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Dumb question - but where to from an RVF400?

Discussion in 'New Riders and Riding Tips' at netrider.net.au started by Samhain, Nov 7, 2008.

  1. Hey all,

    Well, like you, I am tired of reading threads about what bike someone should or should not buy etc, but I hope someone out there with some experience understands that in a way, due to the capabilities of my current LAMS bike - a stock RVF400, I am a little puzzled about what sort of bike I should be looking to upgrade to that wont be a step back in handling.

    I am a tad ahead of myself, since I just came off my L's, but will def be upgrading the day I am able to - in 12 months.

    Criteria - ultimately I would like to stick the below:

    1. Handles equivelently in twisties to my RVF400 or better
    2. More low down power to take off with the big boys
    3. Taller so I aint so cramped
    4. south of 10k if I can get away with it. South of 14k if I can't.
    5. Age of the bike late 90s or younger

    I don't think I am keen to go to a full litre... and yeah, I ultimately of course will sit on a billion bikes when I am ready to upgrade and will ride a few about etc, though this Q is more so I can start thinking along the right lines and set myself a realistic budget...

    Thanks for your suggestions if u can be arsed :)
  2. Yeah good luck with that. The latest and greatest 600s are beaut, but they have thick rear tyres that slow the handling down - and pretty much everything with the 'grunt' you're talking about needs a fat back tyre to put the power down. Your 400 will out-handle most things on the road. Maybe an RS250?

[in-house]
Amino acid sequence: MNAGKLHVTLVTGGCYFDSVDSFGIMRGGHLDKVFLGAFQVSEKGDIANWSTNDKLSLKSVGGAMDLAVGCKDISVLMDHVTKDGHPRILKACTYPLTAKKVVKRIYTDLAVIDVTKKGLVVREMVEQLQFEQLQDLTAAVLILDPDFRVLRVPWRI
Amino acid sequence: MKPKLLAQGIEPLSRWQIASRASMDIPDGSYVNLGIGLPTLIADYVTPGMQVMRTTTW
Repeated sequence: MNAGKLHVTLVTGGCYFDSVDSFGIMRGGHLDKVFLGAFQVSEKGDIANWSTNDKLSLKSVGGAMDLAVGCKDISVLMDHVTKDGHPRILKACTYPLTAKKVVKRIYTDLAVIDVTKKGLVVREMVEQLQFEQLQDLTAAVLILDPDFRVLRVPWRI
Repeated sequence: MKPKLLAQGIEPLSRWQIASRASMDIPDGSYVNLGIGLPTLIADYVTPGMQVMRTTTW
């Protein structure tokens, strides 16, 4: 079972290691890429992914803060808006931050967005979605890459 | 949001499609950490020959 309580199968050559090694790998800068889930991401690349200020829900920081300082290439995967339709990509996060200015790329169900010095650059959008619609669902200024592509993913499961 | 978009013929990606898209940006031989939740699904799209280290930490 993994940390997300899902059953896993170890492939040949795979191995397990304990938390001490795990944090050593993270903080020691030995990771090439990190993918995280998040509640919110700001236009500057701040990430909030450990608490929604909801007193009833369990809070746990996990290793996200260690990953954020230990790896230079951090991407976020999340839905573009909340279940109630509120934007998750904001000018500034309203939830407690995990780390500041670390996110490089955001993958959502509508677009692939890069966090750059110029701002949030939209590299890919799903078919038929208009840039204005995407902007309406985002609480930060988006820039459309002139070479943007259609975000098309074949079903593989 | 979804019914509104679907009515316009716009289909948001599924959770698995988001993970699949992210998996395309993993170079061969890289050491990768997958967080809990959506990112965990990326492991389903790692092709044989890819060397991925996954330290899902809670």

3. More low down power? Decent handling?
    Some of the recent 1000cc's are only 10-15kg heavier than your RVF400. They use tricks like valves in the exhaust to increase torque down low.

    Latest 600's may actually weigh less than your RVF.
  4. Yeah Loz, I was afraid someone learned like you would say something like that... which is why I am pretty well confuzzled over the whole concept of an upgrade.

    I am shit scared of buying something that handles like a brick in comparison!

    What would something like a ZX6R or a CBR600 or a GSXR 750 or an R6 or a Trumpy 675 go like in comparo do u think?
  5. What I found out when I upgraded (cbr250rr to a 06 R6) I found that the only thing I wasnt expecting was that it's more stable therefore it wasnt as willing to change direction as a 250. If I look at it the other way I get more stability and the r6 isnt anywhere near as twitchy as the 250(going around corners). The 250 I had to have a constant input to keep it going the line I wanted to go but the R6 I choose a line and when I'm setup for it it just follows it.

    Other than that everything on the R6 is better than the 250. Better throttle response, more power down low and high up, better brakes(braided lines as well), wider tires(more stability) and it goes on.

    I would go for any bike that had the same handling as a 250 but same power, brakes, etc,etc... as a >600cc bike. but I dont think it exists
  6. Triumph 675 fits all those criteria.

    1. Handling is sublime. Thought control. Weight is the same as the RVF400
    2. Monster mid-range that defies logic. Will pull cleanly through uphill hairpins in 4th from 35kph. Not even my old R1 litre bike could do that. Roll-on power per kg to the ground matches most litre bikes up to 100kph.
    3. Taller than any other 600 or even most litre bikes. This bike was built by tall Europeans, not shorter Japanese. I'm only 6' tall and yet I feel like I dwarf most any modern Jap 600/1000.
    4. Can pick up a decent low-km 2nd hand one for <$11000 private sale
    5. Started production in 2006.
  7. +1 Flux

    Regarding pt. 2, on a ride yesterday, for shits and giggles, put it into 6th at 55km/h and pinned it up a gentle slope. Instant pull, no shuddering, grinning like an idiot at that point!

    Im 6'3 and it fits like a glove for me, picked mine up for under $13,000 *pretty much* brand new.

    'nuff said.